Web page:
If you think that sounds excessive, think again. Fordham’s tuition is quite in line with most comparable institutions. Tuition, even at a college like my own—which, it must be acknowledged, is somewhat less prestigious than Fordham—would cost $32,000 a year with room and board ($22,000 for tuition alone).

Other options, like public universities, do exist, and the cost at these universities are a bit less expensive than at private institutions like Molloy or Fordham. But tuition, room, and board at any of the schools associated with the State University of New York (SUNY) still comes out to about $21,000, even for residents of the state. Not exactly chump change by any means.

Of course, most colleges and universities offer financial aid and scholarships to make the price of their institutions more affordable to students. The fact remains, however, that even after the scholarships and grants, the cost of going to college in the United States will be one of the greatest financial burdens that most Americans will have to face in their lifetimes.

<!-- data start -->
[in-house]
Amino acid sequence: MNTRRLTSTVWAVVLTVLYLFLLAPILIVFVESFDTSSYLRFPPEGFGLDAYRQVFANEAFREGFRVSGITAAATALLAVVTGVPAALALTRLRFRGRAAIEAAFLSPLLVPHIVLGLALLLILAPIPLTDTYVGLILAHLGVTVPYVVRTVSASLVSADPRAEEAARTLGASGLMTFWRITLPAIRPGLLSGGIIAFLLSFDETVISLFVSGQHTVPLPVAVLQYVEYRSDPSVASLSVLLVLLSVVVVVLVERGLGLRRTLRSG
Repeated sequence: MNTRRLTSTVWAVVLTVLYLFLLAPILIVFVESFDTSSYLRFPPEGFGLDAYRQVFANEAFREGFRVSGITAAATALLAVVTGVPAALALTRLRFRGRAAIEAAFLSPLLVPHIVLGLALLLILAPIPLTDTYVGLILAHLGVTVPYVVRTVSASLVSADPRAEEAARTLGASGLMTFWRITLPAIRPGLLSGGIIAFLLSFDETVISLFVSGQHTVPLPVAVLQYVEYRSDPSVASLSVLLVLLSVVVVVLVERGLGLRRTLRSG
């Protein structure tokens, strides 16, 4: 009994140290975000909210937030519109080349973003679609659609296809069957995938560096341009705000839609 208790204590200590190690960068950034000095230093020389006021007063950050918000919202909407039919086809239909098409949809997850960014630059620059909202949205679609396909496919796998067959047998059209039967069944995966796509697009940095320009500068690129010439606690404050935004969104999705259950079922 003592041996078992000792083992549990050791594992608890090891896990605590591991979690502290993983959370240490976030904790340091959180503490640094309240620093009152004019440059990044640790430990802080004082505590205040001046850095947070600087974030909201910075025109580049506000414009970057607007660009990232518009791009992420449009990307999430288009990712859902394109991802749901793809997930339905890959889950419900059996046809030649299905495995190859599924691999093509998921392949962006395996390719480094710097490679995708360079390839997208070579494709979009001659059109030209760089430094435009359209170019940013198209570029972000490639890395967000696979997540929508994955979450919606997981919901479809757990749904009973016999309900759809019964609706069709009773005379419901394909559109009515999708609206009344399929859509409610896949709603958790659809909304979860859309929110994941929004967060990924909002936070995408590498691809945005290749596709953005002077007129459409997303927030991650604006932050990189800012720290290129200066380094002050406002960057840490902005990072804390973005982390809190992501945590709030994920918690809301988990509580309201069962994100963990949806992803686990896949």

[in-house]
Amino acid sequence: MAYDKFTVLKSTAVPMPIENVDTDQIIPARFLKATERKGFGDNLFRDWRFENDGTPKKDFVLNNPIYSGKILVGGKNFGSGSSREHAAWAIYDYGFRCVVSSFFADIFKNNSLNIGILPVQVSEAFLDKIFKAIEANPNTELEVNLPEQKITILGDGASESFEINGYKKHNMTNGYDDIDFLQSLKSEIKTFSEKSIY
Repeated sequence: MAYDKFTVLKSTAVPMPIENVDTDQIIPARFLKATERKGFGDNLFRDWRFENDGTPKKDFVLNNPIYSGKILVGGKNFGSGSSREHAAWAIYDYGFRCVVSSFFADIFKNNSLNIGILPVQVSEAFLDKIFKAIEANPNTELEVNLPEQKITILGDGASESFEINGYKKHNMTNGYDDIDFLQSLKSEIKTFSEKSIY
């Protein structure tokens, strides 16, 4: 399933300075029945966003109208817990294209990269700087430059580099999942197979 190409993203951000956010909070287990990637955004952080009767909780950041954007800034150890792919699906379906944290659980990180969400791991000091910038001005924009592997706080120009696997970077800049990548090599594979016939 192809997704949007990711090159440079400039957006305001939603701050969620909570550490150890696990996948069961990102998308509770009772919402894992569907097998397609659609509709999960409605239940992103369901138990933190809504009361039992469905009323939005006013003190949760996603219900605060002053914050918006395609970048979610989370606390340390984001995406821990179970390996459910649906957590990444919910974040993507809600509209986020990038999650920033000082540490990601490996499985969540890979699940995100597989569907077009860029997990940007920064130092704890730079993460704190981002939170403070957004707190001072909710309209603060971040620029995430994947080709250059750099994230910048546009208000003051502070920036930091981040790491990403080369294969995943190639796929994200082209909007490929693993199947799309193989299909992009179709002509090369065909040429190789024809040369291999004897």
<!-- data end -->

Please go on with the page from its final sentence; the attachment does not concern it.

Given these costs, the real question is: Is going to college still worth it?

There’s no doubt that being saddled with all that debt when starting off a career certainly limits one’s options in life….And let’s not forget that there are plenty of men and women who still do pretty darn well in fields like plumbing, carpentry, and auto mechanics in which college degrees are not required….And let’s not even mention people like Bill Gates and Steve Jobs who succeeded quite admirably in life without the benefit of college educations at all.

Despite the admittedly high costs, however, getting a college degree still seems to make considerable economic sense. It has been estimated that someone who graduates from college with a bachelor’s degree can expect to earn about 66% more over the course of his or her working career than a non-graduate. According to a report entitled, "The Big Payoff: Educational Attainment and Synthetic Estimates of Work-Life Earnings", over the course of their adult work lives, high school graduates can expect to earn, on average, $1.2 million; those with a bachelor's degree, $2.1 million; and people with a master's degree, $2.5 million.